Southern Pacific Railroad History Center



As a manager I found testing useful. I generally tried to do it in a low key way. Even if I was with other officers, I would try to visit with individual employees one-on-one to avoid potentially embarrassing them in front of other managers or peers if we didn’t observe what we should have observed. The most entertaining was joint testing with managers from other railroads on joint track.
I agree with Jack, in that signal tests were the most realistic. Unattended red flags in the middle of the night were a give away, but could still be useful.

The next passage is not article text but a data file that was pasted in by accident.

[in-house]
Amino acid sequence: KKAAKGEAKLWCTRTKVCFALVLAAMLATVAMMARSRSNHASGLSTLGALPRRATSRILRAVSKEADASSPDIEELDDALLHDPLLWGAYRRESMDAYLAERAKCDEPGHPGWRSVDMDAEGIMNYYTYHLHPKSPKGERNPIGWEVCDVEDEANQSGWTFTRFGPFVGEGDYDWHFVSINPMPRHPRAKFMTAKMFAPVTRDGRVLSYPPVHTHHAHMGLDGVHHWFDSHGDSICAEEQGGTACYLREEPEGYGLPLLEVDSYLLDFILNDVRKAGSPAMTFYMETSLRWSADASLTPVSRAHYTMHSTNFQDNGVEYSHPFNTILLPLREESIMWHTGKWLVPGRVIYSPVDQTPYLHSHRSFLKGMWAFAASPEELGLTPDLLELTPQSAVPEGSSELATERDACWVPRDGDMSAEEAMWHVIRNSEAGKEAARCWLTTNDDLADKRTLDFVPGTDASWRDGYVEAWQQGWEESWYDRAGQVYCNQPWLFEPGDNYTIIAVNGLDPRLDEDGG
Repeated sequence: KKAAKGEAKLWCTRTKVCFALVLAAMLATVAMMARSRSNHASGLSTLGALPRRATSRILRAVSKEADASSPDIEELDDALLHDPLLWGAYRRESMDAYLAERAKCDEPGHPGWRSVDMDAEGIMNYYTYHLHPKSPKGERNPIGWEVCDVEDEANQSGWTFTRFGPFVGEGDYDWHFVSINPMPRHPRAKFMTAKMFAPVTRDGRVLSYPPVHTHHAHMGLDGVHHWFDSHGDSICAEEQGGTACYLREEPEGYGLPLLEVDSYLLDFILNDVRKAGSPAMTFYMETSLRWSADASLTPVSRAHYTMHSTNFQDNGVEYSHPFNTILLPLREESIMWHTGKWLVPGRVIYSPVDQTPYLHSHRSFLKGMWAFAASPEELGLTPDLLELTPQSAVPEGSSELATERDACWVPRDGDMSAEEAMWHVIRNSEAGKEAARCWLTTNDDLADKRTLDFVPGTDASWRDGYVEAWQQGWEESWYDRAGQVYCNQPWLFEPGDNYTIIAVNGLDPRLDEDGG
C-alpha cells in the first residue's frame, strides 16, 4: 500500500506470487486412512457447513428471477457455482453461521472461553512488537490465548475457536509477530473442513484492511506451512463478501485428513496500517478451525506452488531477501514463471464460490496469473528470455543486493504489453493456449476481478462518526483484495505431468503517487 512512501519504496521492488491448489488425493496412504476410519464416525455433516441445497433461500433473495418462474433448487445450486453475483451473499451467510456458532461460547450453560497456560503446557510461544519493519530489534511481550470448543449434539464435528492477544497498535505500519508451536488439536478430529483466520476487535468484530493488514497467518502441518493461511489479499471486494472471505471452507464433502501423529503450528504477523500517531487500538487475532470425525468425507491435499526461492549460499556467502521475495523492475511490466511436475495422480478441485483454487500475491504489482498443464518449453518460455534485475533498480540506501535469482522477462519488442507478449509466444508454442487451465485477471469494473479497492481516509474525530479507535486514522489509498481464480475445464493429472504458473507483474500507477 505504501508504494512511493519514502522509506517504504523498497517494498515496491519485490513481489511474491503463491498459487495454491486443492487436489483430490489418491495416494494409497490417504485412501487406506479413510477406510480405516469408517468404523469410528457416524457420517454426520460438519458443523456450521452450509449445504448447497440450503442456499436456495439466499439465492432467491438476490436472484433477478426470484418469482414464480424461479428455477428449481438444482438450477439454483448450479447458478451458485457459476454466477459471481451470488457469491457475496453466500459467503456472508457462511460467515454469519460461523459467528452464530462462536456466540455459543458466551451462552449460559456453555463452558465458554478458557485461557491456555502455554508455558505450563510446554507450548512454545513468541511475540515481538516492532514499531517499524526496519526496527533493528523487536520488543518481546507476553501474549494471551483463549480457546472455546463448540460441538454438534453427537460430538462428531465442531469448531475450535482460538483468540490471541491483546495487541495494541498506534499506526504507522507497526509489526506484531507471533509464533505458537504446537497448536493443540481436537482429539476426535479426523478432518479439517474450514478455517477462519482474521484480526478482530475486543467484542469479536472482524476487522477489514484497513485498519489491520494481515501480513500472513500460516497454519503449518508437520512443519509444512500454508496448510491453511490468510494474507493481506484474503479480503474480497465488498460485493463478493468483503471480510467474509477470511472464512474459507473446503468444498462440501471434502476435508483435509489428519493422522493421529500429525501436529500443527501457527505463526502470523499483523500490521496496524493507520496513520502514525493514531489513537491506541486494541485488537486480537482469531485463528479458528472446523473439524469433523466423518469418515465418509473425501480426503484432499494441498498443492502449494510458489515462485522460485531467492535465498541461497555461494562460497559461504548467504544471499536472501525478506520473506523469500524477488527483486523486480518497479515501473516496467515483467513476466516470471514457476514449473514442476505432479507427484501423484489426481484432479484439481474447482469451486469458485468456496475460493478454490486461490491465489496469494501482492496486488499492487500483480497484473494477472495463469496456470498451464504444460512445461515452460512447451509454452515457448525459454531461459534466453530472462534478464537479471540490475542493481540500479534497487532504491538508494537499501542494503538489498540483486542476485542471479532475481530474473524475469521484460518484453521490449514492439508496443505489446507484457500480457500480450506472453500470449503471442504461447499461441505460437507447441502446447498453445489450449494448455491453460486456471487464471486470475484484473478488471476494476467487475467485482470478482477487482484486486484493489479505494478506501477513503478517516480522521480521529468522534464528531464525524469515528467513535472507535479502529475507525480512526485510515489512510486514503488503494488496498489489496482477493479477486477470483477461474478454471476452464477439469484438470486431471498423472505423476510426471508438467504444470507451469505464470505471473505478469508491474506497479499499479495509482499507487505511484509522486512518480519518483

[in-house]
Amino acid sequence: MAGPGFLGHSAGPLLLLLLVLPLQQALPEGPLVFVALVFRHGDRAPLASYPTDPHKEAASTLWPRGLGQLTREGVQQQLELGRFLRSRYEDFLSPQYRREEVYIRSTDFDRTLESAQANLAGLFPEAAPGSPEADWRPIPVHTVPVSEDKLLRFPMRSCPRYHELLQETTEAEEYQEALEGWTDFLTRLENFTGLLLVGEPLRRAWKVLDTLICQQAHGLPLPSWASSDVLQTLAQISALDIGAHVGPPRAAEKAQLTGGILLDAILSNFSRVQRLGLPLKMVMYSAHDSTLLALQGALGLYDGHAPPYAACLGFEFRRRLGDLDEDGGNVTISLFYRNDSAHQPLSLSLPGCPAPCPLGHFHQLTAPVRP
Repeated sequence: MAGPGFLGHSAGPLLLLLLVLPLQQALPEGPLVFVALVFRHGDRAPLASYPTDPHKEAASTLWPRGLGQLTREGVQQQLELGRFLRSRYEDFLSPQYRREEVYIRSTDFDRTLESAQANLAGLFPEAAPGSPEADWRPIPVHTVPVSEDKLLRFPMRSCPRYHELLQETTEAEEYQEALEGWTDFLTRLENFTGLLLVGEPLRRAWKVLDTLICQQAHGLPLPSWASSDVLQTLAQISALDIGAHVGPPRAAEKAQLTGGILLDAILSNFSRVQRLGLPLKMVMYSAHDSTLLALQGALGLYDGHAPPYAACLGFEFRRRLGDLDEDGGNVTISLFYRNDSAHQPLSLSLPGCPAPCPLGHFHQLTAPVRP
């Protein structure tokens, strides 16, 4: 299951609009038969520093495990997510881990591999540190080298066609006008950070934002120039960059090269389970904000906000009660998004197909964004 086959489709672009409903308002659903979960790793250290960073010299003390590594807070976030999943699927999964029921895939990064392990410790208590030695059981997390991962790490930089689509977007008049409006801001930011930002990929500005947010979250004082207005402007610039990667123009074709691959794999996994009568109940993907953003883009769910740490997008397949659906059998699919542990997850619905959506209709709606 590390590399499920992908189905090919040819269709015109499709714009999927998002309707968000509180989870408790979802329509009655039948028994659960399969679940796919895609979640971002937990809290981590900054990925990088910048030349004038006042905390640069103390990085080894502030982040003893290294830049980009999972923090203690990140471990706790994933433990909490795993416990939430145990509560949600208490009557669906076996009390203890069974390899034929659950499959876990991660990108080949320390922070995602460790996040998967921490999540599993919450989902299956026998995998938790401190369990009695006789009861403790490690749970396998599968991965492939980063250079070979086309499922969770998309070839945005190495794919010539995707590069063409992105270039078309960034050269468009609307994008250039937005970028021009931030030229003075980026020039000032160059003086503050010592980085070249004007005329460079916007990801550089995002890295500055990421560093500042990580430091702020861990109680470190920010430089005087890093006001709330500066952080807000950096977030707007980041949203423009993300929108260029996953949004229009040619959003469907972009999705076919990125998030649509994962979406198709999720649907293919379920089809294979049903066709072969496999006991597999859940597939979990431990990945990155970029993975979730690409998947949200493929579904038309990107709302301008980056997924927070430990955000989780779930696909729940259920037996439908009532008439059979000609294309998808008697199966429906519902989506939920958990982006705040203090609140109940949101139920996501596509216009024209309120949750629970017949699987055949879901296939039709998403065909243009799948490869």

As a T&E employee, though, I resented them. I was lucky in that I consistently managed to avoid the infamous stump the stump question sessions associated with “Lacy’s raiders.” The closest I came was one night at Morgan Hill when I was a brakeman one a Pool 4 crew. We knew it was a test and when we stopped I was off the caboose so fast “to inspect my train” that I was many car lengths away before the testers could arrive at the caboose to grill the conductor. We didn’t have personal radios then so there was no calling me back. Once I got far enough from the caboose, I slowed my “inspection” down so as not to arrive at the head end too quickly. Eventually, the brakes released before I reached the engines and the train pulled slowly forward until I could swing aboard, smug in the knowledge that had avoided what would have been my first introduction the W. J. Lacy.

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